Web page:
It means God has come and is laying claim to our lives and telling us what we should and should not do. It means He is telling us whether we have done right or wrong, and He is telling us what the just penalty is, namely, eternity in hell. If Christmas is really about the birth of God into our human flesh and blood, then there are only two responses: to turn away from sin and bow down and worship the newborn King, or to reject God’s law and live how we want to and run away from the newborn King.
So, do Christians need to fight this war? Well, yes and no. Yes, we need to fight this Great Christmas War in the way that Ahaz should have. We need to fight the sin in our own hearts. We need to repent and turn away from sin and turn our lives over to Him who was born into our human flesh and blood to redeem us from sin. The Great Christmas Wars are fought first and foremost on the turf of our heart, where the giving, forgiving Christ Child works with the Holy Spirit to create saving faith. The Christ Child came and lived a life of perfect faith and obedience, because we do not and could not. He was born under the death sentence that we deserve as rebels against God, and He died under that death sentence in order to clear your name and mine and Ahaz’s—and the name of every corporate executive and lawyer and politician who tries to remove the name of Jesus from public life.
Remember, the Great Christmas Wars are fought first in your heart, not in someone else’s, and apart from the grace of our Lord Jesus Christ, we also would be just like Ahaz and just like those who wage war against Christmas in our own day and age. “There is no difference, for all have sinned and fall short of the glory of God, and are justified freely by His grace through the redemption that came by Christ Jesus” (Rom. 3:22–24). If Christians are on God’s side in this war, it is only because God Himself came into this world and picked us up by the collar and hauled us out of enemy territory and gave us new hearts and new minds. We can’t claim any credit, because “when the kindness and love of God our Savior appeared, He saved us, not because of righteous things we had done, but because of His mercy” (Titus 3:4–5).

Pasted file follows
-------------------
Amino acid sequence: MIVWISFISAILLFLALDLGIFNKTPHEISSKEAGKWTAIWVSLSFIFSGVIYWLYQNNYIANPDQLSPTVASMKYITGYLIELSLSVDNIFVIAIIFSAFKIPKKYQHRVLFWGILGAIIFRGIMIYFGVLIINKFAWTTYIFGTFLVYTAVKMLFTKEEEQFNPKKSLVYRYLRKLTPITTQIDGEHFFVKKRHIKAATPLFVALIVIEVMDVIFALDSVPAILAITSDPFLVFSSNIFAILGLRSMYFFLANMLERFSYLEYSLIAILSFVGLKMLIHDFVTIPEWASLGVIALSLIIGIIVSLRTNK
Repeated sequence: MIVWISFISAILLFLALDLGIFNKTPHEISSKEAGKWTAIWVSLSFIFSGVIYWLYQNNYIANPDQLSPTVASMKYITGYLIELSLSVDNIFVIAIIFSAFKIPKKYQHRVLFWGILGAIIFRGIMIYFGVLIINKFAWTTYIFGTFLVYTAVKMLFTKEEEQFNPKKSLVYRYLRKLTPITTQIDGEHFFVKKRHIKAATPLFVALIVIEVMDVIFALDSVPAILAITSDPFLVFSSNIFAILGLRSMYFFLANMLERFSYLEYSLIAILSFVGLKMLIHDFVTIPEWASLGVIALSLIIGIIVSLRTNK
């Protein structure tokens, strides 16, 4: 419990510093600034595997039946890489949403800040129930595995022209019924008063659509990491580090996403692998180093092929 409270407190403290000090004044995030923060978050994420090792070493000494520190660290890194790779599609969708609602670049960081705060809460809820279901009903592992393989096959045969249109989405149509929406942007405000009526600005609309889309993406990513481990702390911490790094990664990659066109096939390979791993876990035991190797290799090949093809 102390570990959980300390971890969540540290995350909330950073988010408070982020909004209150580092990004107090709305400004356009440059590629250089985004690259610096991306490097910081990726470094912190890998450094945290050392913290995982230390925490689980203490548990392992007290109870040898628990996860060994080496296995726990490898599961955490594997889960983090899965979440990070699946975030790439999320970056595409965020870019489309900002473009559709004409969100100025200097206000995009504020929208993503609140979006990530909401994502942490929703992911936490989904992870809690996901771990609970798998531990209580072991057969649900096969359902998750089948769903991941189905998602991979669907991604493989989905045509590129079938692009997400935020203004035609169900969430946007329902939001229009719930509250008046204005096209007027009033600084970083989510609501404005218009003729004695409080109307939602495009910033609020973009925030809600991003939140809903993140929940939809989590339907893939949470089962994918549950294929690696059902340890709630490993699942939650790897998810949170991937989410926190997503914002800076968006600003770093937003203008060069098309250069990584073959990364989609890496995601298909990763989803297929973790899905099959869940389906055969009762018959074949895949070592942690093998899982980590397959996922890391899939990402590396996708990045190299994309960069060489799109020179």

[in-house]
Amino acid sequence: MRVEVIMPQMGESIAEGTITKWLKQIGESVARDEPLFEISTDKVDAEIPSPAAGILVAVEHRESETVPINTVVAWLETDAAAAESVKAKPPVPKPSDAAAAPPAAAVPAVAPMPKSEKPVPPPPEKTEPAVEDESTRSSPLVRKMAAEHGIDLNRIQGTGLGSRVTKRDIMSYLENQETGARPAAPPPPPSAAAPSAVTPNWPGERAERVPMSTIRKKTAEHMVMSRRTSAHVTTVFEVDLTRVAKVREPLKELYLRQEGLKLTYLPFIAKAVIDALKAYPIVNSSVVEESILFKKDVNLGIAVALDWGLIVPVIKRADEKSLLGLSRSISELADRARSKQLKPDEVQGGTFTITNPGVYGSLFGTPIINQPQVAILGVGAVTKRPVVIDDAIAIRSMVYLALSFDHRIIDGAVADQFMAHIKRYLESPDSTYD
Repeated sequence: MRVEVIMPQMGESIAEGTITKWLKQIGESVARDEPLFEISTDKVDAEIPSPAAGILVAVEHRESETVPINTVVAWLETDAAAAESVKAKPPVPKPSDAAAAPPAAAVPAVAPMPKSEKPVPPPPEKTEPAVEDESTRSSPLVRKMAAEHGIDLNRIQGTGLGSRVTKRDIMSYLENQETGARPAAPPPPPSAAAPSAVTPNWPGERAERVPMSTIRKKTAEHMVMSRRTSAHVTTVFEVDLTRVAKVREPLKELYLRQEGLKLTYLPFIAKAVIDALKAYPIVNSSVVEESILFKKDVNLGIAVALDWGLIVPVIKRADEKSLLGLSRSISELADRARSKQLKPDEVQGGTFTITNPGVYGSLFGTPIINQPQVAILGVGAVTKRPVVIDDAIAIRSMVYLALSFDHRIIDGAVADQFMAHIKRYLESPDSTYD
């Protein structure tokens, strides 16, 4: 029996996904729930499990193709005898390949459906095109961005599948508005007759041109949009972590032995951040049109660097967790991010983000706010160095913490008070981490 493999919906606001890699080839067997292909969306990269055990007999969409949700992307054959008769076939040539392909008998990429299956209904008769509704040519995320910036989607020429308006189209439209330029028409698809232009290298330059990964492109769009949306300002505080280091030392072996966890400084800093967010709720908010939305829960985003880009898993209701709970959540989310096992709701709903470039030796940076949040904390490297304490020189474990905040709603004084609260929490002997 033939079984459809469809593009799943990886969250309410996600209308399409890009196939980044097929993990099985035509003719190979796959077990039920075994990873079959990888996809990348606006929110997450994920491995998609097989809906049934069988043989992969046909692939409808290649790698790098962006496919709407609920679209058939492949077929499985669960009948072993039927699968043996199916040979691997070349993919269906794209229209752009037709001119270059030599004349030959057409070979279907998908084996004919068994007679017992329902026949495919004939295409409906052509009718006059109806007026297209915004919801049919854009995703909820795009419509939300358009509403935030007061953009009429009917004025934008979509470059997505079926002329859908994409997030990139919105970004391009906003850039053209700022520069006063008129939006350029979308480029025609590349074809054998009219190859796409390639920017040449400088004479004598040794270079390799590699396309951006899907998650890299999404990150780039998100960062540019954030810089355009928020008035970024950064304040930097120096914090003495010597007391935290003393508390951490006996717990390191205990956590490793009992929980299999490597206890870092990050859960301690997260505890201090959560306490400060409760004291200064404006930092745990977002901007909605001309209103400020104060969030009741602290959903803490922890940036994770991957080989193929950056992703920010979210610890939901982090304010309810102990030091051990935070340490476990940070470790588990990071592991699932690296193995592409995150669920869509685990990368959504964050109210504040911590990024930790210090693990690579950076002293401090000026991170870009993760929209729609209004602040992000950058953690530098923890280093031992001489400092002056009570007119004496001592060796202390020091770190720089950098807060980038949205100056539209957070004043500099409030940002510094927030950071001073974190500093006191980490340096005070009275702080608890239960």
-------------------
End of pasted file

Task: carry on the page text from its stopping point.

And that brings us to the hope we have through faith in this wonderful promise that “the virgin will be with child and will give birth to a son, and will call Him Immanuel.” God in Christ came to earth to wage this war Himself, because we were hopelessly lost and fighting for the enemy. Now that He has rescued and redeemed us, He is still Immanuel, God-with-us, even “to the very end of the age” (Matt. 28:20). We don’t need to fight the Great Christmas Wars on Christ’s behalf. He’s still here, and He is fighting these wars for us, and He’s quite capable of winning them Himself.
In fact, He has promised that the gates of hell will not prevail against His church (Matt. 16:18). No one is going to take Christ out of Christmas, because no one can remove our King from His throne. The Great Christmas Wars are already won. God saw to that when the virgin conceived and gave birth to a son, who is God-with-us. So if your neighbor or the cashier wishes you “Happy Holidays,” don’t pull out your petitions and boycotts. Instead, take the opportunity to share the good news of Immanuel, God-with-us. Reply with a joyful “Merry Christmas” or say, “I’m celebrating the birth of Christ.”
And do it with a happy heart and a genuine smile.